Multimodal assessment of sleep in men and women during treatment for opioid use disorder

Patrick H. Finan, Chung Jung Mun, David H. Epstein, William J. Kowalczyk, Karran A. Phillips, Daniel Agage, Michael T. Smith, Kenzie L. Preston

Research output: Contribution to journalArticle

Abstract

Background: Sleep disturbance is common in patients with opioid use disorder (OUD) receiving medication for addiction treatment. Differences between patients on the two primary agonist medications—methadone and buprenorphine—are not well understood. Methods: In patients receiving either methadone or buprenorphine treatment for OUD, we examined sleep continuity and architecture using ambulatory monitoring to gather both an objective measure (daily sleep EEG; M = 5.76 days, SD = 1.46) and a subjective measure (daily sleep diary; M = 54.10 days, SD = 25.10) of sleep. Results: Patients treated with buprenorphine versus methadone did not differ on any measure of sleep continuity or architecture. Women had longer EEG-derived total sleep time than men (d = -0.68, 95 % CI -1.32 to -0.09), along with lower %N2 (d = 0.94, 95 % CI 0.34–1.64) and greater %N3 (d = -0.94, 95 % CI -1.61 to -0.32). Self-reported sleep differed from EEG-derived estimates: wake after sleep onset was greater by EEG than by diary (d = 2.58, 95 % CI 1.74–3.63), and total sleep time and sleep efficiency were lower by EEG than by diary (d for sleep time = 2.93, 95 % CI 2.06–4.14; d for efficiency = 1.69, 95 % CI 0.98–2.49). Conclusions: Patients treated with buprenorphine or methadone did not substantively differ in ambulatory measures of sleep. With both medications, there was a discrepancy between objective and subjective sleep measures. Further confirmatory evidence would inform the development of sleep-related recommendations for OUD patients undergoing agonist treatment.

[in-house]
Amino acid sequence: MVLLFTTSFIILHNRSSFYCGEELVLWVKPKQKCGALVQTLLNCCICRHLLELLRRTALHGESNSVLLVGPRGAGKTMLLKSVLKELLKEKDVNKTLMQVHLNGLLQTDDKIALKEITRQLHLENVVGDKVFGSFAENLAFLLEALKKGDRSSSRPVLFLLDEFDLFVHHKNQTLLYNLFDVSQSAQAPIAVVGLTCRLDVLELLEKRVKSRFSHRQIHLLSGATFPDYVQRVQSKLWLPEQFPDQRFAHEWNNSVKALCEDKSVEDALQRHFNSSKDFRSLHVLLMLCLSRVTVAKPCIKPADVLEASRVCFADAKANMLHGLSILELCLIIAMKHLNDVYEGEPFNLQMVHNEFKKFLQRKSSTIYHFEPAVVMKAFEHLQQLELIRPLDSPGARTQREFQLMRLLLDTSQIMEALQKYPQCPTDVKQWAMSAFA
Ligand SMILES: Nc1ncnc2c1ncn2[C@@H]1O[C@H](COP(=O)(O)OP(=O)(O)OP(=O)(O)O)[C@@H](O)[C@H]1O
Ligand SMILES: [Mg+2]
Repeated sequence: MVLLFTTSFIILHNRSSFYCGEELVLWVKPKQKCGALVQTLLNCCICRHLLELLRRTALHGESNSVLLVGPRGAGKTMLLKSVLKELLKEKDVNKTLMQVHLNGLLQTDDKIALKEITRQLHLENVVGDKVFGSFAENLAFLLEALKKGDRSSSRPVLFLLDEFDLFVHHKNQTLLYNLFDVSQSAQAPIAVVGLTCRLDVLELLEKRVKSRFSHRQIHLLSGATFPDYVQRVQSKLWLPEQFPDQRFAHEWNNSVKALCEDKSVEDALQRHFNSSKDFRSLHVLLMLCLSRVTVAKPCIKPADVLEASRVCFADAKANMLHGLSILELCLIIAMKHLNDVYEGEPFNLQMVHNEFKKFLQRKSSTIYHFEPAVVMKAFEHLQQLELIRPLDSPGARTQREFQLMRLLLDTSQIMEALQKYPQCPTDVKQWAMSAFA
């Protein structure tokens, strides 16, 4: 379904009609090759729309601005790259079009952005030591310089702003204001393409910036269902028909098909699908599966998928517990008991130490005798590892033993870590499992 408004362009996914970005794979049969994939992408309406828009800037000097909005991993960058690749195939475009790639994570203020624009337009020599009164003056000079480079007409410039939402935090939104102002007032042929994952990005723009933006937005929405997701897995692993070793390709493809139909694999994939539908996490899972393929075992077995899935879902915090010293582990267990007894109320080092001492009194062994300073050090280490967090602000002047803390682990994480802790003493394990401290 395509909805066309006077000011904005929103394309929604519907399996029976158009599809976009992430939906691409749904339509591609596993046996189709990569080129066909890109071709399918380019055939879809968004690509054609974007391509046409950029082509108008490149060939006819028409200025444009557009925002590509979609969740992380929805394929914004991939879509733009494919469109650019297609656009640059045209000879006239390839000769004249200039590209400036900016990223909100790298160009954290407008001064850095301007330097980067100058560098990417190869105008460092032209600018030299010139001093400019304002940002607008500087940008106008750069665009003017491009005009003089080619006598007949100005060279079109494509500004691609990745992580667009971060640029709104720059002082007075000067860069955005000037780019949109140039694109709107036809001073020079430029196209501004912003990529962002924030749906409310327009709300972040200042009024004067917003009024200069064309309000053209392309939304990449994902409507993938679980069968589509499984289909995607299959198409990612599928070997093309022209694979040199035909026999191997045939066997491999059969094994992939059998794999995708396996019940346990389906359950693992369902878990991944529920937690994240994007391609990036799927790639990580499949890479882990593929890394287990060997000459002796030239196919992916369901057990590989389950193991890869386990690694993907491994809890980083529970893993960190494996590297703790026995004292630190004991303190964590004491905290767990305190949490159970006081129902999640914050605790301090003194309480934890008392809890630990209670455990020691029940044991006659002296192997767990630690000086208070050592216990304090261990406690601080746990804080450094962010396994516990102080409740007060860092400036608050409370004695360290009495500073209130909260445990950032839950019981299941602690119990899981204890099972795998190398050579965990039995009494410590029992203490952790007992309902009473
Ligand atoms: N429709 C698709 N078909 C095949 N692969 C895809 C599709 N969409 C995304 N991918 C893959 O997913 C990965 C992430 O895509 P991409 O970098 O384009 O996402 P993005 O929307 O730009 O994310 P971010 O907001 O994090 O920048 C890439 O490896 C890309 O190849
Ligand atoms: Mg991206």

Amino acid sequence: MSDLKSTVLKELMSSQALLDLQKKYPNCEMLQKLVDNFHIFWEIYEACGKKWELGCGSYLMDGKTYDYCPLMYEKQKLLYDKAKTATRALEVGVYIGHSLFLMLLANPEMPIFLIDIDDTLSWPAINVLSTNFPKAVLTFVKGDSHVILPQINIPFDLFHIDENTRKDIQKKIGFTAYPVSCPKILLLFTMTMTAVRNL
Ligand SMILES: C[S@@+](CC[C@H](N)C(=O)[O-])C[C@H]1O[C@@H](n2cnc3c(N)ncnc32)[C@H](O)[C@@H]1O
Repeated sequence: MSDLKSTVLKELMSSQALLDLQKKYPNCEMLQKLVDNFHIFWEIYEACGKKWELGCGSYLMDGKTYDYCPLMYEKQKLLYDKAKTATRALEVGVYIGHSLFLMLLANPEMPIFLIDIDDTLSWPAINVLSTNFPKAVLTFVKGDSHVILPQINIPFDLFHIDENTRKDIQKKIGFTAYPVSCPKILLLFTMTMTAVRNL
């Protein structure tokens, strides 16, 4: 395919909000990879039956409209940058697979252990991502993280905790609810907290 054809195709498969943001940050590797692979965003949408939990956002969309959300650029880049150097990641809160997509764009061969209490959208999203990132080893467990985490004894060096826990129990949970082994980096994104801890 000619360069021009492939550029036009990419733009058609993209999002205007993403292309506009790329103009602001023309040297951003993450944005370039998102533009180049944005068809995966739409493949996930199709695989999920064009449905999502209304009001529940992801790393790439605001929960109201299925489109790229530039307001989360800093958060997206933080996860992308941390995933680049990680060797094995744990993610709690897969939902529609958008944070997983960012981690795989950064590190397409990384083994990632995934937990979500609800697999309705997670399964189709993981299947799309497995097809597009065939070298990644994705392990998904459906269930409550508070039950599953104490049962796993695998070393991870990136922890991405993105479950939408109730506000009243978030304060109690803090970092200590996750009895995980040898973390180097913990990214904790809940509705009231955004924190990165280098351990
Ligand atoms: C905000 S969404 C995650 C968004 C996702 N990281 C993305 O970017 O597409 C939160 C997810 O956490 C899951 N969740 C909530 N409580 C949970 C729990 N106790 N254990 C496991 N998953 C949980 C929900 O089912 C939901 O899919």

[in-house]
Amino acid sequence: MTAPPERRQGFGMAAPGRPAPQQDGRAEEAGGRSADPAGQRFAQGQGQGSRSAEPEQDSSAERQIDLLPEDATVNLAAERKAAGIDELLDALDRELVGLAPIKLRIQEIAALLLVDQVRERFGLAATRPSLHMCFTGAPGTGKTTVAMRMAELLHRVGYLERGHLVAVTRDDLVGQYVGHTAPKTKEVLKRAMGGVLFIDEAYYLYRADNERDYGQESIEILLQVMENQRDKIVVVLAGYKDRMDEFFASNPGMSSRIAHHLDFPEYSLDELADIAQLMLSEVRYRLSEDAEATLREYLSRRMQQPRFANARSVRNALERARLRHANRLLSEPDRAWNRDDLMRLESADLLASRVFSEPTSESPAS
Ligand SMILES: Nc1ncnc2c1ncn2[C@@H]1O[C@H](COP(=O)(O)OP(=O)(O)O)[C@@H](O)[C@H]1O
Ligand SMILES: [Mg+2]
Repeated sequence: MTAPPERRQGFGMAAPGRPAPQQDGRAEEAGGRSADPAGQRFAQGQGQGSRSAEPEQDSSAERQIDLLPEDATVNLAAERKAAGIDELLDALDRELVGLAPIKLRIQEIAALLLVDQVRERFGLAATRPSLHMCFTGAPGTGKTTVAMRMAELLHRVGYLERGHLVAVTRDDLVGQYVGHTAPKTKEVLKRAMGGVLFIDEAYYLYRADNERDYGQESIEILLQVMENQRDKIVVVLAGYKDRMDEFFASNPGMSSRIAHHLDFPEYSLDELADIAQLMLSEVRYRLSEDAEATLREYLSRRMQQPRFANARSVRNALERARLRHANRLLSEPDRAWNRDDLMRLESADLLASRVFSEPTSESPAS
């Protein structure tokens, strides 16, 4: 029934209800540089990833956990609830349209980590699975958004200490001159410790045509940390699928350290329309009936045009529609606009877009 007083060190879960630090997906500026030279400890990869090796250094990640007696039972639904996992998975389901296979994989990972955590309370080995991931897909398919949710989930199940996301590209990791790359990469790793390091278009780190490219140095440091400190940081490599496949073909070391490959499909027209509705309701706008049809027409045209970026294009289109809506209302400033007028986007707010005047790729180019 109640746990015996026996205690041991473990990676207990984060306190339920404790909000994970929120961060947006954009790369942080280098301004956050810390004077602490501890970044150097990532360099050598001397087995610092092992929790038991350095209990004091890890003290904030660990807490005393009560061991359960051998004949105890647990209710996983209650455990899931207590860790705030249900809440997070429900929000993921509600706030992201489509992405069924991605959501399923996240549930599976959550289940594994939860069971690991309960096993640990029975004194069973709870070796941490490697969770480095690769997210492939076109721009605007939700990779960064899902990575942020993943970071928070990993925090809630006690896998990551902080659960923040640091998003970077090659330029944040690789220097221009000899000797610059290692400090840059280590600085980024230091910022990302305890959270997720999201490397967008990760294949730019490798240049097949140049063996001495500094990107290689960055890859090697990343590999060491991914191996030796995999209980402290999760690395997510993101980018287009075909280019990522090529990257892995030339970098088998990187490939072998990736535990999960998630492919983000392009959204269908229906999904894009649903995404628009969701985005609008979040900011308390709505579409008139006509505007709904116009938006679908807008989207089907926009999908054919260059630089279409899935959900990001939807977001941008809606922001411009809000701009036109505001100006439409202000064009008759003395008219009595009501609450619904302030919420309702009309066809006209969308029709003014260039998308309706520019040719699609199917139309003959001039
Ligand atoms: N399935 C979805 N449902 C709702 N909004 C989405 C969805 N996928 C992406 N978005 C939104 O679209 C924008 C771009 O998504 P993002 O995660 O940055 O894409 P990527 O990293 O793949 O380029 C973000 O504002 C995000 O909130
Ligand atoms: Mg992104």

Original languageEnglish (US)
Article number107698
JournalDrug and alcohol dependence
Volume207
DOIs
StatePublished - Feb 1 2020

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Keywords

  • Buprenorphine
  • Ecological momentary assessment
  • Methadone
  • Opioid use disorder
  • Sex differences
  • Sleep

ASJC Scopus subject areas

  • Toxicology
  • Pharmacology
  • Psychiatry and Mental health
  • Pharmacology (medical)

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